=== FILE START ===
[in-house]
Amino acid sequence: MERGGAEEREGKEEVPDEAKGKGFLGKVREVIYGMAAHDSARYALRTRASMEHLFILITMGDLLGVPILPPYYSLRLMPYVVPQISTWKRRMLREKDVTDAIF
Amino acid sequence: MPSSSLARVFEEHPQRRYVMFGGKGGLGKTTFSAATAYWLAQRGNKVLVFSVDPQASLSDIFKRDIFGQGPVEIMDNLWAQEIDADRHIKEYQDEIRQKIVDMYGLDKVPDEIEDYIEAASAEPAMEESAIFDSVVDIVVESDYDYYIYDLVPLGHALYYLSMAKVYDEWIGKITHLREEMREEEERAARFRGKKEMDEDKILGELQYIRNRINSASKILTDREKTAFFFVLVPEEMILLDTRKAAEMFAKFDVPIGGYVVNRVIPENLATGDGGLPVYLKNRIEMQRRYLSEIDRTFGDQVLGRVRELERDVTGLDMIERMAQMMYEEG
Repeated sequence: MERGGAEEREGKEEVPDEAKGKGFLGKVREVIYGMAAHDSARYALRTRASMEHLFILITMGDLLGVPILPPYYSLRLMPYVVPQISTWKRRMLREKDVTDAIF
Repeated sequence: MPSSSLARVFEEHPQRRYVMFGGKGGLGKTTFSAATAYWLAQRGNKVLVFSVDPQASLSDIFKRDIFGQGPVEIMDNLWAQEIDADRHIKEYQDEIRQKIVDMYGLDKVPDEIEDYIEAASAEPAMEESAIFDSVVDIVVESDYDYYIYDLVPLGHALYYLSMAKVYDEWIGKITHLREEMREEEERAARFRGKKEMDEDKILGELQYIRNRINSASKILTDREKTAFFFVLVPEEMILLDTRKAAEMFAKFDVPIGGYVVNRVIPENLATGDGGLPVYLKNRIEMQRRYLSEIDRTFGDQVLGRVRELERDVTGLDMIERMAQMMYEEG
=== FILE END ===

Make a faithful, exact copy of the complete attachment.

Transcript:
[in-house]
Amino acid sequence: MERGGAEEREGKEEVPDEAKGKGFLGKVREVIYGMAAHDSARYALRTRASMEHLFILITMGDLLGVPILPPYYSLRLMPYVVPQISTWKRRMLREKDVTDAIF
Amino acid sequence: MPSSSLARVFEEHPQRRYVMFGGKGGLGKTTFSAATAYWLAQRGNKVLVFSVDPQASLSDIFKRDIFGQGPVEIMDNLWAQEIDADRHIKEYQDEIRQKIVDMYGLDKVPDEIEDYIEAASAEPAMEESAIFDSVVDIVVESDYDYYIYDLVPLGHALYYLSMAKVYDEWIGKITHLREEMREEEERAARFRGKKEMDEDKILGELQYIRNRINSASKILTDREKTAFFFVLVPEEMILLDTRKAAEMFAKFDVPIGGYVVNRVIPENLATGDGGLPVYLKNRIEMQRRYLSEIDRTFGDQVLGRVRELERDVTGLDMIERMAQMMYEEG
Repeated sequence: MERGGAEEREGKEEVPDEAKGKGFLGKVREVIYGMAAHDSARYALRTRASMEHLFILITMGDLLGVPILPPYYSLRLMPYVVPQISTWKRRMLREKDVTDAIF
Repeated sequence: MPSSSLARVFEEHPQRRYVMFGGKGGLGKTTFSAATAYWLAQRGNKVLVFSVDPQASLSDIFKRDIFGQGPVEIMDNLWAQEIDADRHIKEYQDEIRQKIVDMYGLDKVPDEIEDYIEAASAEPAMEESAIFDSVVDIVVESDYDYYIYDLVPLGHALYYLSMAKVYDEWIGKITHLREEMREEEERAARFRGKKEMDEDKILGELQYIRNRINSASKILTDREKTAFFFVLVPEEMILLDTRKAAEMFAKFDVPIGGYVVNRVIPENLATGDGGLPVYLKNRIEMQRRYLSEIDRTFGDQVLGRVRELERDVTGLDMIERMAQMMYEEG